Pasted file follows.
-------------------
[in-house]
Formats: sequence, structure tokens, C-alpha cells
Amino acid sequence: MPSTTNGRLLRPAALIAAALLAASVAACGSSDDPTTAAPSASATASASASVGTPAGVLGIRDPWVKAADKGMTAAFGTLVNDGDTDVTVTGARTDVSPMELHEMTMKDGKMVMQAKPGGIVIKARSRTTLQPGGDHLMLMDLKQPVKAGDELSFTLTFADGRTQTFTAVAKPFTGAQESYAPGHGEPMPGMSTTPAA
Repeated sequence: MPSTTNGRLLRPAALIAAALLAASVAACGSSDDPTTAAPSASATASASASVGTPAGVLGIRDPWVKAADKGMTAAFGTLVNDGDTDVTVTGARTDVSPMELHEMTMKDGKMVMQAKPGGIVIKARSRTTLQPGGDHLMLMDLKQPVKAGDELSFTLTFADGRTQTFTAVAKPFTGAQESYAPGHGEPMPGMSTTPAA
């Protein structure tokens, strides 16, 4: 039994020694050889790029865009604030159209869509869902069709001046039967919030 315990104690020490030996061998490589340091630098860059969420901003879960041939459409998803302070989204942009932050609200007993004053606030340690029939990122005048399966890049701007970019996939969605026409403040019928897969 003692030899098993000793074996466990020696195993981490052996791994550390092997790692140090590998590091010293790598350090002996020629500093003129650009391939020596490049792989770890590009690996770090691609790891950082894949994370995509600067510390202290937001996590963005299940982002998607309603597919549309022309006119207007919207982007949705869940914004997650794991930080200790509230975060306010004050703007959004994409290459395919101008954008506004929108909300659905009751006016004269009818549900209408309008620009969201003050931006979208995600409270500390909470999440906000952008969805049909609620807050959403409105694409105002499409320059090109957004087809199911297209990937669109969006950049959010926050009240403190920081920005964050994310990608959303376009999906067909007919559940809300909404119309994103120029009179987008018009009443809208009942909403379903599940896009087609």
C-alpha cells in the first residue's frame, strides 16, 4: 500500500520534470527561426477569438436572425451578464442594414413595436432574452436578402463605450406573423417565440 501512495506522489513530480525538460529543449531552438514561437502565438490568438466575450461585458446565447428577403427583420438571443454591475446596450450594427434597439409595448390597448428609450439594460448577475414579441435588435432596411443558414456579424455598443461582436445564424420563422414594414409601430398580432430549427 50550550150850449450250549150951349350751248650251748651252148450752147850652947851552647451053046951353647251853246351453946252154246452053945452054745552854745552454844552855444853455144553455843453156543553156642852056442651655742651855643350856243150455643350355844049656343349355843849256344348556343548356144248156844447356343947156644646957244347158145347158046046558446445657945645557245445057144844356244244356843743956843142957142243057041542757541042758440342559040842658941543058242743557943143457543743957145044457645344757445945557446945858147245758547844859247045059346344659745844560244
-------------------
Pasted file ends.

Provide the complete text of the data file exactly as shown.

[in-house]
Formats: sequence, structure tokens, C-alpha cells
Amino acid sequence: MPSTTNGRLLRPAALIAAALLAASVAACGSSDDPTTAAPSASATASASASVGTPAGVLGIRDPWVKAADKGMTAAFGTLVNDGDTDVTVTGARTDVSPMELHEMTMKDGKMVMQAKPGGIVIKARSRTTLQPGGDHLMLMDLKQPVKAGDELSFTLTFADGRTQTFTAVAKPFTGAQESYAPGHGEPMPGMSTTPAA
Repeated sequence: MPSTTNGRLLRPAALIAAALLAASVAACGSSDDPTTAAPSASATASASASVGTPAGVLGIRDPWVKAADKGMTAAFGTLVNDGDTDVTVTGARTDVSPMELHEMTMKDGKMVMQAKPGGIVIKARSRTTLQPGGDHLMLMDLKQPVKAGDELSFTLTFADGRTQTFTAVAKPFTGAQESYAPGHGEPMPGMSTTPAA
């Protein structure tokens, strides 16, 4: 039994020694050889790029865009604030159209869509869902069709001046039967919030 315990104690020490030996061998490589340091630098860059969420901003879960041939459409998803302070989204942009932050609200007993004053606030340690029939990122005048399966890049701007970019996939969605026409403040019928897969 003692030899098993000793074996466990020696195993981490052996791994550390092997790692140090590998590091010293790598350090002996020629500093003129650009391939020596490049792989770890590009690996770090691609790891950082894949994370995509600067510390202290937001996590963005299940982002998607309603597919549309022309006119207007919207982007949705869940914004997650794991930080200790509230975060306010004050703007959004994409290459395919101008954008506004929108909300659905009751006016004269009818549900209408309008620009969201003050931006979208995600409270500390909470999440906000952008969805049909609620807050959403409105694409105002499409320059090109957004087809199911297209990937669109969006950049959010926050009240403190920081920005964050994310990608959303376009999906067909007919559940809300909404119309994103120029009179987008018009009443809208009942909403379903599940896009087609």
C-alpha cells in the first residue's frame, strides 16, 4: 500500500520534470527561426477569438436572425451578464442594414413595436432574452436578402463605450406573423417565440 501512495506522489513530480525538460529543449531552438514561437502565438490568438466575450461585458446565447428577403427583420438571443454591475446596450450594427434597439409595448390597448428609450439594460448577475414579441435588435432596411443558414456579424455598443461582436445564424420563422414594414409601430398580432430549427 50550550150850449450250549150951349350751248650251748651252148450752147850652947851552647451053046951353647251853246351453946252154246452053945452054745552854745552454844552855444853455144553455843453156543553156642852056442651655742651855643350856243150455643350355844049656343349355843849256344348556343548356144248156844447356343947156644646957244347158145347158046046558446445657945645557245445057144844356244244356843743956843142957142243057041542757541042758440342559040842658941543058242743557943143457543743957145044457645344757445945557446945858147245758547844859247045059346344659745844560244